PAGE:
QEP’s royalties at one Utah well have also been reduced from 12.5 percent to 5 percent. A payment history for the well was not immediately available; for all its activities on federal lands nationwide, QEP paid $14.9 million in royalties for 2018, the last year for which figures are available.
The company did not respond to requests for comment.
Royalties on other Utah wells that have been granted relief have been cut to as little as 2.5 percent.
On Wednesday, House Natural Resources Committee Chairman Raúl M. Grijalva (D-Ariz.) asked the Government Accountability Office, a nonpartisan agency that reports to Congress, to produce a report on whether recipients of royalty relief have properly shown they need the aid in response to the drop in oil prices.
“I am concerned that in its haste to approve huge numbers of royalty cuts, BLM may not be fully following the requirements in the regulations,” he wrote, adding that the agency has refused to provide his committee with information it asked for.
The Salt Lake Tribune reported Wednesday that under Utah Gov. Gary R. Herbert (R), the Office of Energy Development is taking a cautious approach to the royalty relief, despite the cost to the state, out of concern for the health of the industry.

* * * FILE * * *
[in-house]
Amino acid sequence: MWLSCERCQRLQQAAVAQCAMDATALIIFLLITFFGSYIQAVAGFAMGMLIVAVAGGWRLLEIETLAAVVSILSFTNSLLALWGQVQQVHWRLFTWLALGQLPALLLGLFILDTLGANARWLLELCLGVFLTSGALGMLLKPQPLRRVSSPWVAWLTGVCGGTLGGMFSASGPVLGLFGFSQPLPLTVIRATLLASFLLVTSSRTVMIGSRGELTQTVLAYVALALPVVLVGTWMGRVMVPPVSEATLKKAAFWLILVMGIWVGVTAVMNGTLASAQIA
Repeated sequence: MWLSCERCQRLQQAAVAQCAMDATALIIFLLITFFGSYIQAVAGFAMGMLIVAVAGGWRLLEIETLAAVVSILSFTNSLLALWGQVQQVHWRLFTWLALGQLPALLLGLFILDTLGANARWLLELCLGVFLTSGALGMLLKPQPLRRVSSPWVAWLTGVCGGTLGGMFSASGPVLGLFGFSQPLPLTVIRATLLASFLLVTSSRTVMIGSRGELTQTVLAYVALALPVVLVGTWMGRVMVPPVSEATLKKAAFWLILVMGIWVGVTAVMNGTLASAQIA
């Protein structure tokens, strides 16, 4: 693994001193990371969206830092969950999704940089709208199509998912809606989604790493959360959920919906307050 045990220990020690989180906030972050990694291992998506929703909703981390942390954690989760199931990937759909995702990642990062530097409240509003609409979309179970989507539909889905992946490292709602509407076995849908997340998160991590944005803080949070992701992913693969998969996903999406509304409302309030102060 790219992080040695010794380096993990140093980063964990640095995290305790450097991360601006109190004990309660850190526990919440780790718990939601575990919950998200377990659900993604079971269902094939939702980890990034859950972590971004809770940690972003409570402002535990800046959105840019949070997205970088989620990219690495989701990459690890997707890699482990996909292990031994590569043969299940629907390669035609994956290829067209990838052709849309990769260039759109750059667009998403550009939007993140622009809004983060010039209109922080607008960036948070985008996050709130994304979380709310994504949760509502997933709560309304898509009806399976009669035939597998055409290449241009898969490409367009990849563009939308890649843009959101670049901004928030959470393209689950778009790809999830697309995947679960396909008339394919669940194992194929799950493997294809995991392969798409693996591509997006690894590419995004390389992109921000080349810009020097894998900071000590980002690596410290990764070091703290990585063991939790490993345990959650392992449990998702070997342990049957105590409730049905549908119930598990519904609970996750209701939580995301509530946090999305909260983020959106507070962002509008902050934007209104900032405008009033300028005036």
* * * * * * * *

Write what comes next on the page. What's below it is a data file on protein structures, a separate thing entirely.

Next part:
Leases have been suspended for 69 wells in Wyoming. Leaseholders will still have to make payments to the BLM, but they are in effect extending the lease expiration dates.
The BLM has the authority to grant relief within certain guidelines. Its recent decisions do not constitute a bailout, it says.
“These laws and regulations have existed for decades and across multiple administrations, and BLM State Offices are only approving suspension of operations and royalty rate reduction applications when it is in the best interest of conservation to do so or when it would encourage the greatest ultimate recovery of our natural resources,” an agency statement said.
“Applications for relief are reviewed by career experts at the Bureau following longstanding procedures and its laws and regulations,” the statement said. “Any relief granted is temporary, for up to 60 days. … These longstanding processes help ensure America has a stable long-term energy supply and provide long-term value to American taxpayers.”
But even as the BLM is dispensing relief to oil and gas operators, it is sending out bills for retroactive rent payments to wind and solar companies.
For more than a year, the agency had delayed billing companies with wind turbines and solar arrays on federally controlled acres as it reviewed industry complaints that it was charging renewable projects too much for rent. The charges stemmed from a rule change in late 2016 by the Obama administration.